Volume 42 Number 1 Article 4
The following is a letter from Tony Tanner intended for Sandra to read in case she was "short at the dinner". (Sam Lieberman points out that Sandra will always be short, at dinners or otherwise!)
With reference to the RRCPC Member-ship skills and training survey which was included with the News Sheet; I noticed that under caving activity at No. 10 was the very old 'sport' of "Hilti capping". It was some years ago that I had the pleasure of catching and capping my last Hilti and I thought they had become extinct. I have looked in many books of reference (have not been to your library yet) and cannot find a thing, so Ian Lawton is one up on me.
To put you in the picture about these proud animals. They are difficult to spot as they take on the colour of their surroundings, keep very still, and do not make a sound except when trodden on. They have a tough skin with warts, much like a toad. They have a defence mechanism which is very effective, they fire squirts of excrement at all and sundry when approached. This is not too bad providing they have not been feeding on the fruit of the fig tree recently. No doubt you can see why they need capping before they are skinned and stuffed ready for cooking.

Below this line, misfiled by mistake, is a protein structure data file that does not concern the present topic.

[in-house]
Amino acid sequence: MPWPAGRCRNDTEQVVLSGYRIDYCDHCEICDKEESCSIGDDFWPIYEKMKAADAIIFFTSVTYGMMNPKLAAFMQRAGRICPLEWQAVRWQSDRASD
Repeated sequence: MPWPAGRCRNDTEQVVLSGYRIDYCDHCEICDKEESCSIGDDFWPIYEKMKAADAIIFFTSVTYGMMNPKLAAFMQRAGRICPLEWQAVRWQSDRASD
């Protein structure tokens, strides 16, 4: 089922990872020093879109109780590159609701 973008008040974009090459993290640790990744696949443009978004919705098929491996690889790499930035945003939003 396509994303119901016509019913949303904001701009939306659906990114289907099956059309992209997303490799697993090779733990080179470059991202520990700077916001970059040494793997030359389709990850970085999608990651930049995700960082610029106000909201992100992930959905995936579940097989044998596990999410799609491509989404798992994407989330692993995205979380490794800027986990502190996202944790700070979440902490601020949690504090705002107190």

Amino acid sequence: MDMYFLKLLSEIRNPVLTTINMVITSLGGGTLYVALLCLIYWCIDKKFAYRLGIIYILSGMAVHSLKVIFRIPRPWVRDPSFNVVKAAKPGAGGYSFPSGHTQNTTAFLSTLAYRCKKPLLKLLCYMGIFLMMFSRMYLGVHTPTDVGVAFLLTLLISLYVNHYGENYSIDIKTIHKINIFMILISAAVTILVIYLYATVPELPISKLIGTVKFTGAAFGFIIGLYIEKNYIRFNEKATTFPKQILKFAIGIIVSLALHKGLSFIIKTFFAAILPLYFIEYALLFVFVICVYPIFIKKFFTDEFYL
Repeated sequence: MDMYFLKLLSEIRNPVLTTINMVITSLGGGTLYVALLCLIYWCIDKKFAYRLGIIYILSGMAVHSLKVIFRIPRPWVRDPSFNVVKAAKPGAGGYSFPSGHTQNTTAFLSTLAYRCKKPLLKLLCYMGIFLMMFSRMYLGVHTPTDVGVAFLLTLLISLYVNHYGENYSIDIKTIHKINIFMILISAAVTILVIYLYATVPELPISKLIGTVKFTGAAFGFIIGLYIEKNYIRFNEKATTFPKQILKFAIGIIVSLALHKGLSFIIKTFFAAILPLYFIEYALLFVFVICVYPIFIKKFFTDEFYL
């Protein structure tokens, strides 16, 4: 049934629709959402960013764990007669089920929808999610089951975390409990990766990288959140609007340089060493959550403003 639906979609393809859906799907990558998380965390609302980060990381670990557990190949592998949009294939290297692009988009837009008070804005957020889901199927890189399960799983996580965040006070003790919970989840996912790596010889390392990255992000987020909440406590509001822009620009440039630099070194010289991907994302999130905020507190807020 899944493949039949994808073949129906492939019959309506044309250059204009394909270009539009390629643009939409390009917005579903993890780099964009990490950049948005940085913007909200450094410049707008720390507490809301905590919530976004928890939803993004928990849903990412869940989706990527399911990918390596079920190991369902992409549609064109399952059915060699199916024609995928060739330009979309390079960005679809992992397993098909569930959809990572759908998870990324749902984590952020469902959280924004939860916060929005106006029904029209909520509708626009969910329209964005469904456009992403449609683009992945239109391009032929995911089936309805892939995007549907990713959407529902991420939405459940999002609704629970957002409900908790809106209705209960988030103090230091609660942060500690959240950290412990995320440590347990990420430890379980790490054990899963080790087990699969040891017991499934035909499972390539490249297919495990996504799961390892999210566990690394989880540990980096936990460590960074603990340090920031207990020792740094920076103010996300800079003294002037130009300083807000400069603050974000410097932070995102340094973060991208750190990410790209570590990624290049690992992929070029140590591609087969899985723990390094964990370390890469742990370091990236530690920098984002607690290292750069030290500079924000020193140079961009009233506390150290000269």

The first one I caught was in Herbert's wellington, but I let it go as I think it came from the Tip, a lot of his food did. A word of warning about the Capping, and this is where the sport comes in - the Hilti has what looks like an arse at both ends so it is best to wear a wetsuit.